Play it Again Sam: Romantic comedy-Woody Allen style

Here’s laughing at you, kid.


By Don Harward, Special to the Star


A perfect tag line for Woody Allen’s 1972 film, Play it again, Sam a quixotic combination of

romance, comedy and a little bit of Humphrey Bogart thrown in for good measure. Featuring

several clips from the 1942 classic motion picture Casablanca, Bogart is also a character; cast as

a posthumous relationship advisor/love coach to the newly divorced and romantically-challenged

Allen. This movie is the perfect choice to watch on a lazy Saturday afternoon as it is guaranteed

to elicit a chuckle or two out of almost anyone.

Play it again, Sam is a Woody Allen film adaptation of the 1969 Broadway hit of the same name,

which was also written by Allen. As is typical of the acclaimed writer/director/actor, he plays a

starring role; this time as the main character, Alan Felix, a neurotic film critic who has a fixation

on the movie Casablanca. What makes his movie stand out from the rest of Allen’s body of

work from this era is that here; he atypically allows someone other than himself to fill the role of

director. In a March 1972 interview for Cinema magazine he said that he hoped that the director,

Herbert Ross, “would garner a nice, solid, funny commercial picture, and hopefully entice a

broader audience for me than I get with my own films.”

Released on May 4 1972, the movie’s four main characters are portrayed by the same actors who

played them on stage; Diane Keaton, Tony Roberts, Jerry Lacey and Woody Allen. As the movie

opens we find ourselves watching classic monochrome footage of Humphrey Bogart and Ingrid

Berman saying farewell to each other in the final sequence of Casablanca. As the screening

concludes, Alan Felix leaves the cinema and we become privy to an internal dialogue which is

self-depreciating, insightful and oftentimes funny. The recently divorced Alan has an odd

penchant for talking to himself which extends into conversations with his ex-wife and with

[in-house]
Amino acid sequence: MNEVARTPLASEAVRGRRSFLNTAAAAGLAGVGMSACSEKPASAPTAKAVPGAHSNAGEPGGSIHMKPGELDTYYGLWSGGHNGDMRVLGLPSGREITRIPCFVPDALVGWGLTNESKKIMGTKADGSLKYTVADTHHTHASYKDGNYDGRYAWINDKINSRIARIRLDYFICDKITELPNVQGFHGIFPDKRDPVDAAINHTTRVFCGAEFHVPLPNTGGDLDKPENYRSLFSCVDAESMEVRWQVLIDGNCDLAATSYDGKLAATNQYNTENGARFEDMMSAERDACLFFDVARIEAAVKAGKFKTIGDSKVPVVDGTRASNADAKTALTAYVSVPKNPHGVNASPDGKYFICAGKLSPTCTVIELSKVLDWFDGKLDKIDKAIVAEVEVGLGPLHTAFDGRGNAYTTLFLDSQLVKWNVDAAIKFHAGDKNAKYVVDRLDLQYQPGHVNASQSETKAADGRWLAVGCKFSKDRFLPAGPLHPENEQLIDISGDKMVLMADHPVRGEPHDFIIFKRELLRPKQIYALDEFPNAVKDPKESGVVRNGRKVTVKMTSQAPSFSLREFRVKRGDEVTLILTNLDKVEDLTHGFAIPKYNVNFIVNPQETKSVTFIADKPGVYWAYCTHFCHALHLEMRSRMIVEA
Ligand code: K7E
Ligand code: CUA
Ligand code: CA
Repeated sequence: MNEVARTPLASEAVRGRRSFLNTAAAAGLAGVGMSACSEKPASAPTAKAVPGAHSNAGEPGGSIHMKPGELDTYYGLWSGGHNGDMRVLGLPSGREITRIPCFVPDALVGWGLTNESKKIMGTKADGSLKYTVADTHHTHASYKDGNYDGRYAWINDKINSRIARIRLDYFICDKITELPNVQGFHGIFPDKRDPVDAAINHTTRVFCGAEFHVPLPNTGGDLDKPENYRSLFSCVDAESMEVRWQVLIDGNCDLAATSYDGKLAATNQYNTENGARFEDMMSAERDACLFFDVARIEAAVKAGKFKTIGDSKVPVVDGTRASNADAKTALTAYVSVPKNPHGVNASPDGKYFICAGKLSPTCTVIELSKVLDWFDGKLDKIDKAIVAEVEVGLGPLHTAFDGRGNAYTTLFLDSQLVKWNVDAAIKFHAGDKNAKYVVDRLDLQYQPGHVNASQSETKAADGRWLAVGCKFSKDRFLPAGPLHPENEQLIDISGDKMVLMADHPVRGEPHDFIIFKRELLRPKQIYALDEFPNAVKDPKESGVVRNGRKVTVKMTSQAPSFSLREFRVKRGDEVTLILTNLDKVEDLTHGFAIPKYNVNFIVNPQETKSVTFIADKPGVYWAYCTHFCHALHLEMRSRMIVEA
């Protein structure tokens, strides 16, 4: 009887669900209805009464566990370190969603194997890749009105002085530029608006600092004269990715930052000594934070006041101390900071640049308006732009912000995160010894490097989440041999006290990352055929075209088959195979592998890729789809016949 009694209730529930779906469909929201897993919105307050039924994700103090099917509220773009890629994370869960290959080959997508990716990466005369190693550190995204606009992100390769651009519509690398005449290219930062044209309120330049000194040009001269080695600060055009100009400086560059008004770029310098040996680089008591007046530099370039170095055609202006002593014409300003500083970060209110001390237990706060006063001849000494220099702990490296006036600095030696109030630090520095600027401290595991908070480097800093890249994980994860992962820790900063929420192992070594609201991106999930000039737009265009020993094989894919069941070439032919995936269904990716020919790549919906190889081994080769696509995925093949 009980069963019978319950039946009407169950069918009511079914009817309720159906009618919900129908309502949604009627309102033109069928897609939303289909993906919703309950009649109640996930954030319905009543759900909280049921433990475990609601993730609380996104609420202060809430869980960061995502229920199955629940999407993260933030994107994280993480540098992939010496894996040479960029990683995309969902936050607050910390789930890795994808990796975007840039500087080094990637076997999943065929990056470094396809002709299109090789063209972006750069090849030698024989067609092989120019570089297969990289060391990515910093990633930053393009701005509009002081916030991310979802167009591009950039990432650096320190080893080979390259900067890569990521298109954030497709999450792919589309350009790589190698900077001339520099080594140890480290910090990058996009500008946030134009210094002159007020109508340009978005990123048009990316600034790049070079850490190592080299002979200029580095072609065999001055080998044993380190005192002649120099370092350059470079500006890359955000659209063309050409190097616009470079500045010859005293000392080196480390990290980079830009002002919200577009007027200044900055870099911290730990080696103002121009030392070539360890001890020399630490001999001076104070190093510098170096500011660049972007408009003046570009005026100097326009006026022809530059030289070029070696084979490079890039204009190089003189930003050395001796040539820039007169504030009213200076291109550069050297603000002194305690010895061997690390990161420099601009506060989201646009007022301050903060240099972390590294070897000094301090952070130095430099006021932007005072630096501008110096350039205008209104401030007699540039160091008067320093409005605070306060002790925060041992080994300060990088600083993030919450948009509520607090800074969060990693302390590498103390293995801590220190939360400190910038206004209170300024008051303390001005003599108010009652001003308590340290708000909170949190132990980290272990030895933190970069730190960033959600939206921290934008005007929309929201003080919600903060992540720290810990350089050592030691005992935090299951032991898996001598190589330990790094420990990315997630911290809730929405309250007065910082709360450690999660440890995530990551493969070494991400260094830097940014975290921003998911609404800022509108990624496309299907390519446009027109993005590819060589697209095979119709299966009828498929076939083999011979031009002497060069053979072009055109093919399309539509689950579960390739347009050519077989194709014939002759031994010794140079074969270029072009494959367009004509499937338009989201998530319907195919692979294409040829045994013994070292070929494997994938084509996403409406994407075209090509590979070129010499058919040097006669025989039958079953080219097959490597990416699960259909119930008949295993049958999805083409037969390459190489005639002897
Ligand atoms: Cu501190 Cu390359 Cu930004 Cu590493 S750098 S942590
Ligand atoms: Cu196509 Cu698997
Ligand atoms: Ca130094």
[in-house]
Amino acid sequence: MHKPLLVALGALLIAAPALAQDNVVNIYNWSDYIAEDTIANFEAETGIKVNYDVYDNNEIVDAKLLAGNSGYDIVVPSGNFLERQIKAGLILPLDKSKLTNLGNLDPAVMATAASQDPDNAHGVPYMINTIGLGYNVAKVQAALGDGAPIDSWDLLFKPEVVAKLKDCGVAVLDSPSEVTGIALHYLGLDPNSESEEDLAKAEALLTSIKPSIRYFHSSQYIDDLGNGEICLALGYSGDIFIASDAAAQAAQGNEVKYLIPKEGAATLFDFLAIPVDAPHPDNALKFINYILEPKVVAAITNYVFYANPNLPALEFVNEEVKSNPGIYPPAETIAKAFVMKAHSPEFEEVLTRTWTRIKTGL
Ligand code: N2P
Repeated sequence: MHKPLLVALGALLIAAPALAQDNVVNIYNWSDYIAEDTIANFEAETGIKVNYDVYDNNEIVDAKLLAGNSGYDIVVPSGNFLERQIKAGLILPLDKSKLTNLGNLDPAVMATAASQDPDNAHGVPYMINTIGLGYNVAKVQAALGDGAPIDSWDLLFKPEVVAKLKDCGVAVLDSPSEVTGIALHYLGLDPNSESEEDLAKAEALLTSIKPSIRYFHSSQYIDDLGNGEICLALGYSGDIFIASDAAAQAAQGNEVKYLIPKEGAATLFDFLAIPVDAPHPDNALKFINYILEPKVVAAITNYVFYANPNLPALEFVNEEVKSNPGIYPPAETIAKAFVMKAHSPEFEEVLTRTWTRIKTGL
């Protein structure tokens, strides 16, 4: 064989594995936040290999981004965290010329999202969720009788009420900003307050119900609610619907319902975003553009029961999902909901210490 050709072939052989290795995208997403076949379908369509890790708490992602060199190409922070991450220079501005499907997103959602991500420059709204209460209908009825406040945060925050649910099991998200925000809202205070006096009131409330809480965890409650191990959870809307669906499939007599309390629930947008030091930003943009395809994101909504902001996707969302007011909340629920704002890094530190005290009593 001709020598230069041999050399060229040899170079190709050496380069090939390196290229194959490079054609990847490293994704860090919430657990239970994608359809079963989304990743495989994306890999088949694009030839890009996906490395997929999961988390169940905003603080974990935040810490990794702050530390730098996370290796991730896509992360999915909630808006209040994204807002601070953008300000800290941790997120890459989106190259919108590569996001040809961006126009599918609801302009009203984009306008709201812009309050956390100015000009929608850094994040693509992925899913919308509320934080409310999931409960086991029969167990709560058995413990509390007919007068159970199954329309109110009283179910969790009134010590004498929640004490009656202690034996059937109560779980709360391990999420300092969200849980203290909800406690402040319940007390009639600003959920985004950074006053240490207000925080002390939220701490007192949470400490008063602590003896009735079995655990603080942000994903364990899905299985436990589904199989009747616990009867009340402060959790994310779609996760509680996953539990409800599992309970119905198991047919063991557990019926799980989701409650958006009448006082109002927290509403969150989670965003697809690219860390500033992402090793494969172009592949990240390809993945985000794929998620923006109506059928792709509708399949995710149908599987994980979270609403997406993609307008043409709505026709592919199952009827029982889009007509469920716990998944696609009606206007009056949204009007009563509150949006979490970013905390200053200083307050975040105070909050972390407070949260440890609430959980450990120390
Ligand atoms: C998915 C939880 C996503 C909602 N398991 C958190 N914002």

Bogart. The arrival of his best friend, Dick (T. Roberts) and wife, Linda (D. Keaton) kicks off an

odyssey of disastrous blind dates, all arranged by the couple, that are fabulously fouled-up by

Alan. At the climax of the story, Alan awkwardly declares his love for Linda who then bolts out

of the door, returning a few moments later to spend a passion-filled night with him. The story is

expertly maneuvered to end with a quasi-reenactment of the final scene in Casablanca with

Linda in Lauren Bacall’s role and Alan in Bogart’s. The final moments tug at the heart-strings as

Alan reveals a brilliant insight as he walks off, into the mist with Bogart by his side.

Popularly categorized as a romantic comedy, I found it to be thoroughly entertaining, although at

times it incorporates certain stereotypical perceptions of the sexes into its humor — which may be

distasteful, or even offensive to some. Infrequent yet regular references to suicide, rape and other

violent acts would make this movie off-limits for my pre-teen daughter, for many of the same

reasons that Eddie Murphy’s Delirious is also off-limits.

For the movie buff, the genius of this film lies in its subtle nuances of meaning which are

effortlessly portrayed by this ensemble of actors, veterans of over 450 on-stage performances of

this same material. The under-current of sexual tension between former real-life couple, Woody

Allen and Diane Keaton, adds a dimension of affection and believability to the on-screen tryst

they eventually find themselves in.

Overall an excellent candidate for the Retro-Review Approved list, earning a four out of five


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